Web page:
Popular Science

Caught in a race against climate change, lizards hit an evolutionary dead end

The brown anole has little room left to evolve.
A Cuban brown anole

A Cuban brown anole.

Charlesjsharp

Brown anoles are one of the most successful species on the planet. These resilient creatures have settled throughout a large portion of the Western Hemisphere, even landing in such distant places as Hawaii and Singapore by hitching rides across the Pacific in shipments of ornamental plants. In the southeastern United States, they are actually displacing native green anoles, driving them higher into the trees. These cold-blooded creatures are happy almost anywhere, from shady forests to sun-drenched beaches.

“In The Bahamas, it would blow your mind how common these things are,” said Michael Logan, a post-doctoral fellow at the in Panama, who studies them. “Pick any bush along the side of the road, look closely, and I’ll bet the bank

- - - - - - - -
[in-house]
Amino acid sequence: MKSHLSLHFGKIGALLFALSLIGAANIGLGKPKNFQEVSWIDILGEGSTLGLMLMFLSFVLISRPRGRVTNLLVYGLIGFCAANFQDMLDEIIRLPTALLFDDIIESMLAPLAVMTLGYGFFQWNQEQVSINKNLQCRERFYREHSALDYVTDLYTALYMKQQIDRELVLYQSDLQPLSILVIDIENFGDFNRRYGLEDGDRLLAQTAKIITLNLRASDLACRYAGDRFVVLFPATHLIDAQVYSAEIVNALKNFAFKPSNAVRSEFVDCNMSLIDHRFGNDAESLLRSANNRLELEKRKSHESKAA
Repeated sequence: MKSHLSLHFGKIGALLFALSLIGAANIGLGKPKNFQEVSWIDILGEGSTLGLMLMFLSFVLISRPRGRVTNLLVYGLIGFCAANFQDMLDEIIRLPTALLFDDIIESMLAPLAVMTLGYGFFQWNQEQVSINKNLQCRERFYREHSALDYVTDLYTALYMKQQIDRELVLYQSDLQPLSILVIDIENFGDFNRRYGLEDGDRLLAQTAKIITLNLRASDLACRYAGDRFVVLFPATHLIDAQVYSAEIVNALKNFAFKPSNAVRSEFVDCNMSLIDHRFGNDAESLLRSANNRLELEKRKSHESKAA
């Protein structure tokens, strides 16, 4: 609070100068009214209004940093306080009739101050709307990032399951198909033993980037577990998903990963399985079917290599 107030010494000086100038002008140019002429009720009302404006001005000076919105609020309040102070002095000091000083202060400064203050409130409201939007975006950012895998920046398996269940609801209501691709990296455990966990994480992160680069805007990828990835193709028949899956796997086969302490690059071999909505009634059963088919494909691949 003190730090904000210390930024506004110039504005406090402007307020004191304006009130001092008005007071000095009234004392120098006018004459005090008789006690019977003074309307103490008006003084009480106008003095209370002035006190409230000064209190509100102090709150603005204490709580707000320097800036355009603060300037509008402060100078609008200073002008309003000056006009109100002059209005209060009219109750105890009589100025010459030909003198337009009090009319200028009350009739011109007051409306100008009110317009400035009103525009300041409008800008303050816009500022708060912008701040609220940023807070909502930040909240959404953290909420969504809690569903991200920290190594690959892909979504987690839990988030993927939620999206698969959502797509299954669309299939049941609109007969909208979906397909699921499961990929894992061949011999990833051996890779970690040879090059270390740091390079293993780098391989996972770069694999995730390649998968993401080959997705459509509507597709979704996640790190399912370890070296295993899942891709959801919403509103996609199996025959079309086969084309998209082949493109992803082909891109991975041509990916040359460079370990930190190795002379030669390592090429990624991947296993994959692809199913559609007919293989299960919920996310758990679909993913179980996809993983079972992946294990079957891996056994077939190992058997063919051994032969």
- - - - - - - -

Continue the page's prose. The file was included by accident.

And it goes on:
Vous lisez un aperçu, inscrivez-vous pour en lire plus.

Plus de Popular Science

Popular Science1 min de lecturePsychology
There’s No Place Like Home
ATHLETES TEND TO DO BETTER on their own turf. But the factors that create the mythical home-field advantage are still somewhat mysterious. Referee bias, lack of travel-related fatigue, and the morale boost of fan attendance may contribute, yet expert
Popular Science1 min de lecturePsychology
Horseplay—or Not?
HUMANS DON’T HAVE A MONOPOLY ON horsing around. Animals of all sorts use play to prepare for real-world situations—but their shenanigans can look pretty different from ours. You might catch baby rats mischievously battling to figure out how to fight,
Popular Science1 min de lecture
We Are (all) The Champions
MICHELLE CLEERE, ELITE PERFORMANCE EXPERT I specialize in helping athletes develop mental skills to face challenges both in their sports and in life. I try to emphasize to my clients, most of whom are between the ages of 11 and 15, that they have to